Jan 15, 2001
Tickets scarce for Bush inaugural
By DORI MEINERT
COPLEY NEWS SERVICE
WASHINGTON - Nancy and Bill Gillespie are among the hundreds of central Illinoisans coming to the nation's capital next week to get a glimpse of
history-in-the-making when George W. Bush takes the oath of office.
The Springfield residents aren't major Republican donors or political
operatives. She's a former social worker and high school English teacher. He's a
self-employed water treatment consultant.
She's a conservative. He's a liberal.
"I just think it's a wonderful thing for any American to actually see an inaugural," said Nancy Gillespie, 53. "If you look at the world politics, we're a very unique country, and as Americans we should be aware of our system and how
it works. It's a good civic lesson for all of us."
Plus, it was just good timing.
Her husband was heading east on a business trip the same week and they plan to meet up with their son, Tom, 21, a senior at the University of Virginia, where he majors in government and foreign affairs.
When they arrive, they'll join hundreds of thousands of other eager onlookers willing to brave the frigid cold and crowds to watch the swearing-in ceremony and inaugural parade.
A few lucky VIPs will be able to sit down during the ceremony. But the vast majority of onlookers - even those with tickets - will be left to stand. Each
House member is allotted 198 tickets including just 21 for seats. Senators have 393 with just 28 seats.
Sen. Peter Fitzgerald, R-Ill., said his office has received more than 1,000 requests for the free tickets, which his staffers gave away on a first-come,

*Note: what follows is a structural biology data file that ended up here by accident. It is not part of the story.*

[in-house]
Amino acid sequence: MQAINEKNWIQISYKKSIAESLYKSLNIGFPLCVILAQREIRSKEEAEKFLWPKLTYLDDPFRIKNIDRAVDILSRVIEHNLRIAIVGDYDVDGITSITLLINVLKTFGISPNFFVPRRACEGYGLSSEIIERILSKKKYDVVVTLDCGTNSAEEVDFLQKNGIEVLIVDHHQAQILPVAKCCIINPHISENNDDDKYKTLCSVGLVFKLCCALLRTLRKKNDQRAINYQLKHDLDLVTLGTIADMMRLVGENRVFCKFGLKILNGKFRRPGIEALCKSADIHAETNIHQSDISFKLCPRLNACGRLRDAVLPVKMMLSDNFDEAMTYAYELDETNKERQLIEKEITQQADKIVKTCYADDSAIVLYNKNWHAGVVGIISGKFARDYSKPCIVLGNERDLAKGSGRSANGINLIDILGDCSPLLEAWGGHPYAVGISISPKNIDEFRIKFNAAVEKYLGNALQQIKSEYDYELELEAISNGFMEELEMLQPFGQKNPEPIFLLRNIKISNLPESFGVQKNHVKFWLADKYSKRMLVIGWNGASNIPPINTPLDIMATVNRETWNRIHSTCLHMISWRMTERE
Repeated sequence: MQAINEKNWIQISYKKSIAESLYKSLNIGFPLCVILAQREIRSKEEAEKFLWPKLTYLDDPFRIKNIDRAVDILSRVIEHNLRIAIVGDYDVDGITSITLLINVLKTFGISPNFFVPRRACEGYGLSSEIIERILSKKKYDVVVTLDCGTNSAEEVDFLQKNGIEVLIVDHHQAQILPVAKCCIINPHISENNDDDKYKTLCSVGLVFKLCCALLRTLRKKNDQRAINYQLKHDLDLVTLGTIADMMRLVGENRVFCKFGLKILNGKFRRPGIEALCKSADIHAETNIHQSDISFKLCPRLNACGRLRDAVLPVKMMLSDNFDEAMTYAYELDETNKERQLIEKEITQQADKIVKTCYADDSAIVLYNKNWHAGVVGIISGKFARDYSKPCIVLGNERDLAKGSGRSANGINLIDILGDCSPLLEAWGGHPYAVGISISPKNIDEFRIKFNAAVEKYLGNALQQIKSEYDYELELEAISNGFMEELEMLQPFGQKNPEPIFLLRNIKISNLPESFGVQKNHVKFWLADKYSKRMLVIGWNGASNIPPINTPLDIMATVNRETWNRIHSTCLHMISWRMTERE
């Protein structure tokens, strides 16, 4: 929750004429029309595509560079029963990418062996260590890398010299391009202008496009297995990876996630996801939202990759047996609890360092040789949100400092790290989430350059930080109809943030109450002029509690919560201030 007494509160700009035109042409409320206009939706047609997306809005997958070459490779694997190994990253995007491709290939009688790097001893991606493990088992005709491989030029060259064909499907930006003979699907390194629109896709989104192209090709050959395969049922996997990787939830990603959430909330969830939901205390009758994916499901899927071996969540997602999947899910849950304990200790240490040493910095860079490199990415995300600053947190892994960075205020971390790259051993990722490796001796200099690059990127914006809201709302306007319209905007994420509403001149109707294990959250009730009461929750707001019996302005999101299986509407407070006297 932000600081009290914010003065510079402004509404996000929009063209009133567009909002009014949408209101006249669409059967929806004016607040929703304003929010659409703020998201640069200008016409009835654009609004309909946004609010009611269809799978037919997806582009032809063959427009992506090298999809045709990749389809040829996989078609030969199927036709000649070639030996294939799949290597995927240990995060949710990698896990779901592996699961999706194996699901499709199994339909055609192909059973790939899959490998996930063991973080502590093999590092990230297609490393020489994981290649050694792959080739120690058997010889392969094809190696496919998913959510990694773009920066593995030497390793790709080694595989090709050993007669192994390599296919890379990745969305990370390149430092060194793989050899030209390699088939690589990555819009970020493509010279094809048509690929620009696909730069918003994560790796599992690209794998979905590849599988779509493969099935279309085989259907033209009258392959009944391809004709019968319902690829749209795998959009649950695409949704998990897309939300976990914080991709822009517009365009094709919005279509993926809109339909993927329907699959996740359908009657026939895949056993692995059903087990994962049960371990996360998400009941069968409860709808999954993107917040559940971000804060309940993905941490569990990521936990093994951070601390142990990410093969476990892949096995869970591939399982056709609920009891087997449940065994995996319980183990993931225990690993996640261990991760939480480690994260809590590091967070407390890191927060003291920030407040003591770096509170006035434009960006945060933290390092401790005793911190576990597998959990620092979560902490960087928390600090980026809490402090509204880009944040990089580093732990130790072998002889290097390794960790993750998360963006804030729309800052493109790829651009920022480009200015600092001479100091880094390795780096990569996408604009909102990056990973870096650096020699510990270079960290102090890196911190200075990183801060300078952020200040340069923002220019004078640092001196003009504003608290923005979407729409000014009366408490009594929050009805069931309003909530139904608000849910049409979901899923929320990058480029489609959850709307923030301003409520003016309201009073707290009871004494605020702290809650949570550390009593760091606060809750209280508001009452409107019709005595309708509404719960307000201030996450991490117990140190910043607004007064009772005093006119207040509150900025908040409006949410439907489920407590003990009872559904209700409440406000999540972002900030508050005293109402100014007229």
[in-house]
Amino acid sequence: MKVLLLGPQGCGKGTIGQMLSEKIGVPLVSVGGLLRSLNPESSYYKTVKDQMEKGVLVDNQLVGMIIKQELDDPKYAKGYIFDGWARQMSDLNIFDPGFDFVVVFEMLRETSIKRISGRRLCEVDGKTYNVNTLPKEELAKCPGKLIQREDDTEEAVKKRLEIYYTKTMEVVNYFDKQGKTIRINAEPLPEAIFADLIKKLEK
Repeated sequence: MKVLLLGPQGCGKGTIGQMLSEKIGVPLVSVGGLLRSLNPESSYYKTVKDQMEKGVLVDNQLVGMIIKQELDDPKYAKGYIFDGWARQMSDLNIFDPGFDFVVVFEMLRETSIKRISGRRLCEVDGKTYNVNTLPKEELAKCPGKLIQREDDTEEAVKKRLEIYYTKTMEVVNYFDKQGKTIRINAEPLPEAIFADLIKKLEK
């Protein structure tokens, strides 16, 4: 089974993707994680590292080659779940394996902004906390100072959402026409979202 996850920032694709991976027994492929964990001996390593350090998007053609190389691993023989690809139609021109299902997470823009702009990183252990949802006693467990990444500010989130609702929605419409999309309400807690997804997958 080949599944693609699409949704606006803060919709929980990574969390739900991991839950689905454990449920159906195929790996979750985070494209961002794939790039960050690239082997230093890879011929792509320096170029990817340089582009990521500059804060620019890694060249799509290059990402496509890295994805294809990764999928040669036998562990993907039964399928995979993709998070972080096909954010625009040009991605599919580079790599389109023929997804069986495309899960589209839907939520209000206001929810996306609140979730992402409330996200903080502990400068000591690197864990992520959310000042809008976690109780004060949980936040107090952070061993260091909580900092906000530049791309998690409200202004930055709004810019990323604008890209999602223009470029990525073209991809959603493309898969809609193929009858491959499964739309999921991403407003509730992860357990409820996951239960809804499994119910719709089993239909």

The bigger complaint now is the scarcity of hotel rooms, Fitzgerald said. Many Washington hotels already are booked and most are requiring four-night minimum stays.
Inaugural planners are working to ensure everyone has a view. There will be eight large viewing screens for an expected crowd of 300,000.
Predictably, Texas bands and performers will dominate the inaugural parade. The
Marion Catholic High School Band of Chicago Heights will represent Illinois.
Several large Illinois firms have donated to the Presidential Inaugural Committee, including Archer-Daniels-Midland Co. in Decatur, SouthStar Corp. in
Bartonville and Abbott Laboratories in Abbott Park, which have donated $100,000
each for the official inaugural festivities.
The Presidential Inaugural Committee is seeking up to $30 million to help underwrite the events.
Illinois corporations also will chip in to help defray the $500,000 cost of the
Illinois Inaugural Gala planned by the Illinois State Society for the eve of the
inauguration. Tickets remain available - $250 for dinner and the ball, $125 for the ball alone.
Second only in size to the Texas Society ball, the Illinois gala will take over two ballrooms, four grand foyers and five large meeting rooms at a local hotel as party planners re-create scenes of Illinois - past and present.
One of the hotel's ballrooms will be transformed into the Illinois State Fair, complete with corn dogs and animals, while another will be turned into the
1940s-era Jimmy's Malt Shop, a favorite East St. Louis hangout of Sen. Dick Durbin's family.
In a salute to the state's railroad legacy, another "theme room" will recreate the Burlington Northern Santa Fe Roundhouse featuring Illinois-brewed lager from Walter Payton's Roundhouse Complex in Aurora, where House Speaker Dennis Hastert awaited election returns last November.
Famous Illinoisans including Chicago Cubs Hall of Famer Ernie Banks, astronaut Gene
Cernan, actors Jim Belushi, Gary Sinise and Bonnie Hunt will be honored at
the Friday night event.
Among the donors are: Illinois Tool Works Inc., Ariel Capital Management, Northrop Grumman Corp. and Reed Smith Shaw &